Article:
When I was in preschool, and interacting for the first time with persons outside my immediate family, I realized something was different about my peers and I, something I couldn’t quite put my finger on. I knew that I was a girl, because my parents had told me so, but it just didn’t sync with…whatever it was that was going on inside of me. There were twins at the preschool, Luke and Mark, and I felt more like myself when they included me in their games and interactions. Something about being included with the boys felt right.

Whatever was different about me, I concluded that it needed to be hidden or corrected, so my childhood and teenage years were spent trying on different identities and personas in an attempt to find something that I felt comfortable in. I grew my hair to a ridiculously long length, tried to be “girly,” tried to be funny, tried to be vulgar, tried to be sullen, tried to be introverted. The closest I got to something that felt right was the “tomboy persona,” but for reasons I didn’t understand, it still just didn’t work.

What I did not know at the time was that I am a transsexual—a person whose body and associated gender role don’t synchronize with their sense of self. It wasn’t until late middle school or early high school that I was introduced to the concept, and then the identity shuffle became an exercise in deflecting any possible attention away from who I really was.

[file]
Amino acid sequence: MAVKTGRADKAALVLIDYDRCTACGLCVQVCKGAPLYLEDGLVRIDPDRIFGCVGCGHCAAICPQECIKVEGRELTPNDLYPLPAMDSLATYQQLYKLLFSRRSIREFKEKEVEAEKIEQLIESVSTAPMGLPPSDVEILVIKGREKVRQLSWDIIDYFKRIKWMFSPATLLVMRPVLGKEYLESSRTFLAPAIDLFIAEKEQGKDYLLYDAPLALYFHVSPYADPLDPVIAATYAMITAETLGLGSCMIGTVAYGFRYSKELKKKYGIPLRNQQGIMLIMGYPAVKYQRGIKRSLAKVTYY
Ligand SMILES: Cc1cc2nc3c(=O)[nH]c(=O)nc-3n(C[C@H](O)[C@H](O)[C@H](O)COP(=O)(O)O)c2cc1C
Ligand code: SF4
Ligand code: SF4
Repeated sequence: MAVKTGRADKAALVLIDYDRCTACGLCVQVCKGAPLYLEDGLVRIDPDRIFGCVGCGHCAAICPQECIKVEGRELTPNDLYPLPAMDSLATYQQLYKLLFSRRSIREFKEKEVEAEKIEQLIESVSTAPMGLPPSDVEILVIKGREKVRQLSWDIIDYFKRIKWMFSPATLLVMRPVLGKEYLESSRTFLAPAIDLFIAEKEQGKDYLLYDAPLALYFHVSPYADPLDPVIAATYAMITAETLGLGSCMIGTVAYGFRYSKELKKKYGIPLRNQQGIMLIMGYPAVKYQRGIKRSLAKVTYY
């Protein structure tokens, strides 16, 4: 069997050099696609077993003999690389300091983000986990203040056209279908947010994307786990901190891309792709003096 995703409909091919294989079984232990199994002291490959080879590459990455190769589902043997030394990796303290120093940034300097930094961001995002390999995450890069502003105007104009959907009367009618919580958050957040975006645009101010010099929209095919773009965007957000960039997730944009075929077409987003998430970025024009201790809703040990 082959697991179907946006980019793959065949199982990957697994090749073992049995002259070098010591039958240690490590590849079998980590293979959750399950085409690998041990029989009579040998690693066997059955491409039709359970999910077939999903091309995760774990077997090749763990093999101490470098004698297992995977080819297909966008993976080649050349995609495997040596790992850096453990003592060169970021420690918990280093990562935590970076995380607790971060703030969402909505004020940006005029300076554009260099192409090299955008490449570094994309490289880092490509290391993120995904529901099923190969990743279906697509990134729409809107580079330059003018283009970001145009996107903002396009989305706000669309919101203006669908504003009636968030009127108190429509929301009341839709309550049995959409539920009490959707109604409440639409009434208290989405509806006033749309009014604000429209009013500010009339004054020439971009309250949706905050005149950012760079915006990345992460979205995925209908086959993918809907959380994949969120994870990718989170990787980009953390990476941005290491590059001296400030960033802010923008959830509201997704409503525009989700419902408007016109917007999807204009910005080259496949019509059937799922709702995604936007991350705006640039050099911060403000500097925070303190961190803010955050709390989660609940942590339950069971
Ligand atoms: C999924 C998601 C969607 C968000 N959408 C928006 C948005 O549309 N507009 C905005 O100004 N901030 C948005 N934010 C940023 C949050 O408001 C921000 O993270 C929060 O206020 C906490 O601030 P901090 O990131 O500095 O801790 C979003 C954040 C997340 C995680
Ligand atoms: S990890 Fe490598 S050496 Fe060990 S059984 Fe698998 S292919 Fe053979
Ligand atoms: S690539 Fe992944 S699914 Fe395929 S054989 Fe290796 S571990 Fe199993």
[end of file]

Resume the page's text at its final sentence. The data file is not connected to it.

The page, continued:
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10 Things I Miss About Single Life


A friend of mine posted in her status a few days ago that she saw someone promoting a seminar entitled, “Break Free from Singleness”.  She then asked us two great questions, “Is singleness a prison that we have to get released from? Are we trapped in some way?”    I thought these were such great questions, and a great response to what sounds like a ridiculously titled seminar.  In fact I was inspired to blog about it.   Quick disclaimer, I have been married for almost 1 year now, and marrying my husband was one of the best decision I’ve ever made.  However, for a full decade before that I was single, dating and desiring marriage, sometimes for the wrong reasons.

Anyone who knows me well, can attest that I REALLY, REALLY wanted to get married.  My reasons why changed over the years.  When I was a teenager, I imagined by 26 I’d be married, by 28 I’d have my first child, the 2nd child at 30, the 3rd at 32 and a possible 4th at 34.   Marriage and motherhood were just as much markers of success as was finishing college, grad school and getting a good job.   I associated marriage with home ownership, and other markers of “adulthood”.  At 25 however, I was still bouncing between my parents’ house and bed bug infested studios, working odd jobs, and barely paying my bills.  I was also quite relationship challenged.

By age 28, just three years later, things were looking up. I had a solid job that paid well, included benefits, and realistic opportunity for advancement.  I lived in a great neighborhood in an awesome apartment.  I no longer needed marriage as a marker to make me feel more adult.  Paying bills on time, hosting dinner parties and get togethers in my lovely home, affording overseas vacations, and having career stability with growth opportunities for income increases and future home ownership checked off most of my self-defined superficial boxes of what it meant to be an adult.  

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The Taboo Question


What are you looking for?  This taboo question is usually followed by a nervous pause and then ramblings of a few multiple choice answers: a potential relationship, casual dating, friends?   But why is the taboo question so taboo?  Is wanting to know the purpose or intention of a first or a few dates really all that wrong?  Continue reading